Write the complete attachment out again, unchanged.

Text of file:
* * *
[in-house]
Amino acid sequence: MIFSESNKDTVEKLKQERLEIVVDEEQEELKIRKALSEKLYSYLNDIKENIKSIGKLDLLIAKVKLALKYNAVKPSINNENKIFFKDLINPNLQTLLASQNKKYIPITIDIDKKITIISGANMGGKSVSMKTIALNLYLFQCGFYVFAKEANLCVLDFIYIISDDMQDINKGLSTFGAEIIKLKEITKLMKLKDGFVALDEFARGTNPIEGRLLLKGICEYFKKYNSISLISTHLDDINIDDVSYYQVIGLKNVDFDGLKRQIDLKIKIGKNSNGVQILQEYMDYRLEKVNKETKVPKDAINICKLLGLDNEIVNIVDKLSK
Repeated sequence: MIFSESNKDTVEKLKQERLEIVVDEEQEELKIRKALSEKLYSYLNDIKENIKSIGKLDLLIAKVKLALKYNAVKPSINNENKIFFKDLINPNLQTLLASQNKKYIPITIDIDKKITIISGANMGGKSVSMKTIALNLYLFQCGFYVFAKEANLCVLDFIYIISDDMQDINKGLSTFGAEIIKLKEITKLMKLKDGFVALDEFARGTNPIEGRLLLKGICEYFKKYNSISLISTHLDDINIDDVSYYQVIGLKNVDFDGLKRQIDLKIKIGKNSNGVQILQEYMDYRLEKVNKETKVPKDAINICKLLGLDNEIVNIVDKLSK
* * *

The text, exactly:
[in-house]
Amino acid sequence: MIFSESNKDTVEKLKQERLEIVVDEEQEELKIRKALSEKLYSYLNDIKENIKSIGKLDLLIAKVKLALKYNAVKPSINNENKIFFKDLINPNLQTLLASQNKKYIPITIDIDKKITIISGANMGGKSVSMKTIALNLYLFQCGFYVFAKEANLCVLDFIYIISDDMQDINKGLSTFGAEIIKLKEITKLMKLKDGFVALDEFARGTNPIEGRLLLKGICEYFKKYNSISLISTHLDDINIDDVSYYQVIGLKNVDFDGLKRQIDLKIKIGKNSNGVQILQEYMDYRLEKVNKETKVPKDAINICKLLGLDNEIVNIVDKLSK
Repeated sequence: MIFSESNKDTVEKLKQERLEIVVDEEQEELKIRKALSEKLYSYLNDIKENIKSIGKLDLLIAKVKLALKYNAVKPSINNENKIFFKDLINPNLQTLLASQNKKYIPITIDIDKKITIISGANMGGKSVSMKTIALNLYLFQCGFYVFAKEANLCVLDFIYIISDDMQDINKGLSTFGAEIIKLKEITKLMKLKDGFVALDEFARGTNPIEGRLLLKGICEYFKKYNSISLISTHLDDINIDDVSYYQVIGLKNVDFDGLKRQIDLKIKIGKNSNGVQILQEYMDYRLEKVNKETKVPKDAINICKLLGLDNEIVNIVDKLSK